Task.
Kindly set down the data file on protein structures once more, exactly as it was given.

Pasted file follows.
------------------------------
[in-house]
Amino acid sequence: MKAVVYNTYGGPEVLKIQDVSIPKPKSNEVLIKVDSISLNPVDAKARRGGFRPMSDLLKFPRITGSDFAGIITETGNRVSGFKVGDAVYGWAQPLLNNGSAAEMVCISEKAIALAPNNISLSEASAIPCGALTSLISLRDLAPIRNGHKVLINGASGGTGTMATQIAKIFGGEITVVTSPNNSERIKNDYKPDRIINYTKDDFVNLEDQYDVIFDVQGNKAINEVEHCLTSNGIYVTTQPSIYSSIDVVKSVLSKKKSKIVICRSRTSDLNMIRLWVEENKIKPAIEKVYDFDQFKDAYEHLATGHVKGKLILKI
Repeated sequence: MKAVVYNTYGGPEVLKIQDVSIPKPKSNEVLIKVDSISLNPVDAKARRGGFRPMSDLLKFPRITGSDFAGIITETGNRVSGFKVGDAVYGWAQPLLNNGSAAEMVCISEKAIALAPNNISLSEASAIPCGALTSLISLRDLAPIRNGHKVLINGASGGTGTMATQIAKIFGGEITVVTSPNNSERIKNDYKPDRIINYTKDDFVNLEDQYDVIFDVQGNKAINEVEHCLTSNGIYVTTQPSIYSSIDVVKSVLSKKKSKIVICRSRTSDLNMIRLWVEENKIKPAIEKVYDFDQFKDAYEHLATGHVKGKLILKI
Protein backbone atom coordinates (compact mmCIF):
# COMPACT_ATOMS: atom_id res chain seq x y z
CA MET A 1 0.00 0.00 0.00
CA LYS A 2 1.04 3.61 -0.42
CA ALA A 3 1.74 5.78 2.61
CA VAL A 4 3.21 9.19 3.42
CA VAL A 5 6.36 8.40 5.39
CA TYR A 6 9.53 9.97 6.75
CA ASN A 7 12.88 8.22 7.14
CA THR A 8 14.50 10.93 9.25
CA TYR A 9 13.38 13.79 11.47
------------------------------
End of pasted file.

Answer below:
[in-house]
Amino acid sequence: MKAVVYNTYGGPEVLKIQDVSIPKPKSNEVLIKVDSISLNPVDAKARRGGFRPMSDLLKFPRITGSDFAGIITETGNRVSGFKVGDAVYGWAQPLLNNGSAAEMVCISEKAIALAPNNISLSEASAIPCGALTSLISLRDLAPIRNGHKVLINGASGGTGTMATQIAKIFGGEITVVTSPNNSERIKNDYKPDRIINYTKDDFVNLEDQYDVIFDVQGNKAINEVEHCLTSNGIYVTTQPSIYSSIDVVKSVLSKKKSKIVICRSRTSDLNMIRLWVEENKIKPAIEKVYDFDQFKDAYEHLATGHVKGKLILKI
Repeated sequence: MKAVVYNTYGGPEVLKIQDVSIPKPKSNEVLIKVDSISLNPVDAKARRGGFRPMSDLLKFPRITGSDFAGIITETGNRVSGFKVGDAVYGWAQPLLNNGSAAEMVCISEKAIALAPNNISLSEASAIPCGALTSLISLRDLAPIRNGHKVLINGASGGTGTMATQIAKIFGGEITVVTSPNNSERIKNDYKPDRIINYTKDDFVNLEDQYDVIFDVQGNKAINEVEHCLTSNGIYVTTQPSIYSSIDVVKSVLSKKKSKIVICRSRTSDLNMIRLWVEENKIKPAIEKVYDFDQFKDAYEHLATGHVKGKLILKI
Protein backbone atom coordinates (compact mmCIF):
# COMPACT_ATOMS: atom_id res chain seq x y z
CA MET A 1 0.00 0.00 0.00
CA LYS A 2 1.04 3.61 -0.42
CA ALA A 3 1.74 5.78 2.61
CA VAL A 4 3.21 9.19 3.42
CA VAL A 5 6.36 8.40 5.39
CA TYR A 6 9.53 9.97 6.75
CA ASN A 7 12.88 8.22 7.14
CA THR A 8 14.50 10.93 9.25
CA TYR A 9 13.38 13.79 11.47